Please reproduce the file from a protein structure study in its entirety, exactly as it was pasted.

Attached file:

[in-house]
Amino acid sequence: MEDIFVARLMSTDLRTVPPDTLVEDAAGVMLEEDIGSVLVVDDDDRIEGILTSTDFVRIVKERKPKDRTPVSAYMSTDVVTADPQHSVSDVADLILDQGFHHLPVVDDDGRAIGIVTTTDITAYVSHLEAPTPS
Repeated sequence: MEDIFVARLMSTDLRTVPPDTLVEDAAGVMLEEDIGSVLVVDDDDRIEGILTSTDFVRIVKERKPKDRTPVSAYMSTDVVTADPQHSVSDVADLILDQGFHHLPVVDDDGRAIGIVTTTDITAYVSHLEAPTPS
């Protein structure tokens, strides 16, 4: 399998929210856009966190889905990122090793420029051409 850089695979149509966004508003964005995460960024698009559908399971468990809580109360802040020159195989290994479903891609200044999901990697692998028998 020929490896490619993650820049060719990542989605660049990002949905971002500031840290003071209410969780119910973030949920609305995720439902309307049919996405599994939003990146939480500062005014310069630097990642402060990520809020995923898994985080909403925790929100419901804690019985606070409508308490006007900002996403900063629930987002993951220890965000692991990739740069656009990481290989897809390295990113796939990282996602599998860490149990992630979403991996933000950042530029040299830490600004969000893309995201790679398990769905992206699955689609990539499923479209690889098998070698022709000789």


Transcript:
[in-house]
Amino acid sequence: MEDIFVARLMSTDLRTVPPDTLVEDAAGVMLEEDIGSVLVVDDDDRIEGILTSTDFVRIVKERKPKDRTPVSAYMSTDVVTADPQHSVSDVADLILDQGFHHLPVVDDDGRAIGIVTTTDITAYVSHLEAPTPS
Repeated sequence: MEDIFVARLMSTDLRTVPPDTLVEDAAGVMLEEDIGSVLVVDDDDRIEGILTSTDFVRIVKERKPKDRTPVSAYMSTDVVTADPQHSVSDVADLILDQGFHHLPVVDDDGRAIGIVTTTDITAYVSHLEAPTPS
């Protein structure tokens, strides 16, 4: 399998929210856009966190889905990122090793420029051409 850089695979149509966004508003964005995460960024698009559908399971468990809580109360802040020159195989290994479903891609200044999901990697692998028998 020929490896490619993650820049060719990542989605660049990002949905971002500031840290003071209410969780119910973030949920609305995720439902309307049919996405599994939003990146939480500062005014310069630097990642402060990520809020995923898994985080909403925790929100419901804690019985606070409508308490006007900002996403900063629930987002993951220890965000692991990739740069656009990481290989897809390295990113796939990282996602599998860490149990992630979403991996933000950042530029040299830490600004969000893309995201790679398990769905992206699955689609990539499923479209690889098998070698022709000789």